New Delhi, March 11: India's Non-Bank Financial Institutions (NBFI) are likely to face renewed pressure on funding and liquidity following the Reserve Bank of India's (RBI) takeover of Yes Bank this month, said Fitch Ratings.
The consequences will compound the credit squeeze across the country's financial system, adding to current economic uncertainty.
The move comes as the impact of the coronavirus is beginning to be felt in India, raising further risks to economic growth and NBFI asset quality. Rising asset quality and funding risks will place pressure on ratings if conditions worsen materially, said the rating agency.
The NBFI sector's direct exposures to Yes Bank should be modest as a whole. Yes Bank's issues have been known for some time, and companies have had time to pare back any exposure to the bank over the past year. Yes Bank's advances to NBFIs equated to roughly 1-2 per cent of the NBFI sector's total bank funding and the sector's asset exposures to the bank would be similarly moderate.
This is the case for Fitch's rated portfolio of Indian NBFIs, although companies such as Shriram Transport Finance Company and Indiabulls Housing Finance have disclosed some holdings in Yes Bank securities. Shriram Transport's exposures are to the bank's Upper Tier II securities, which are not subject to being written down under the RBI's proposed reconstruction scheme.
These holdings amounted to less than 1 per cent of Shriram Transport's equity at end-December 2019, while Indiabulls had exposure to Yes Bank's Additional Tier 1 (AT1) bonds.
Fitch said, the recent announcement may bring about broader contagion effects for NBFI funding conditions. The RBI's planned reconstruction scheme broadly protects the deposits and liabilities of the bank, but calls for a write-down on its Basel III AT1 instruments at present. This may trigger another round of investor risk aversion that tightens market access and raises overall funding costs for borrowers, with wholesale NBFIs likely to remain more vulnerable in this situation.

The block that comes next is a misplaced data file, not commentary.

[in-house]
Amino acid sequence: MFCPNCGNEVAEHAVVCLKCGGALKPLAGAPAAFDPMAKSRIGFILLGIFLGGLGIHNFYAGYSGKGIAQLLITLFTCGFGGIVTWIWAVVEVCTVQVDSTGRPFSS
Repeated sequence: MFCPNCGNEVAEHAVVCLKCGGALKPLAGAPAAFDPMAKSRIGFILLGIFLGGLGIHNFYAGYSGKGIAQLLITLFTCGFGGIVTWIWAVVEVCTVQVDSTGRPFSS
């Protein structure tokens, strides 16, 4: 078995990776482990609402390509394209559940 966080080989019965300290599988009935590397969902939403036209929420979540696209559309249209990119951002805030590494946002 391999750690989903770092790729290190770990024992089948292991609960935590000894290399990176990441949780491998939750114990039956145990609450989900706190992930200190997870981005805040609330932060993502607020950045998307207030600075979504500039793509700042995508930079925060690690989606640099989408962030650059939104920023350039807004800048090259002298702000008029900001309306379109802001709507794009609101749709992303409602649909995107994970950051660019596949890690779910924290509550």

An extended credit squeeze will likely exacerbate asset quality risks for the financial sector including NBFIs, which are already facing pressure from a general economic and property-sector slowdown, and an evolving COVID-19 situation. The asset quality risks that have been largely centred on wholesale property development would, in Fitch's view, start to broaden if the economy becomes more adversely affected.
“These events add to the challenging operating environment for Indian NBFIs, with a rising uncertainty over funding conditions in the near term. This is notwithstanding recent improvement following multiple supportive measures by the authorities. Fitch will be monitoring the rated NBFIs' funding access and liquidity positions closely over the near term, and will assess the broader economic impact of recent developments on potential asset quality trends for any signs of deterioration that may have an impact on the ratings,” Fitch added.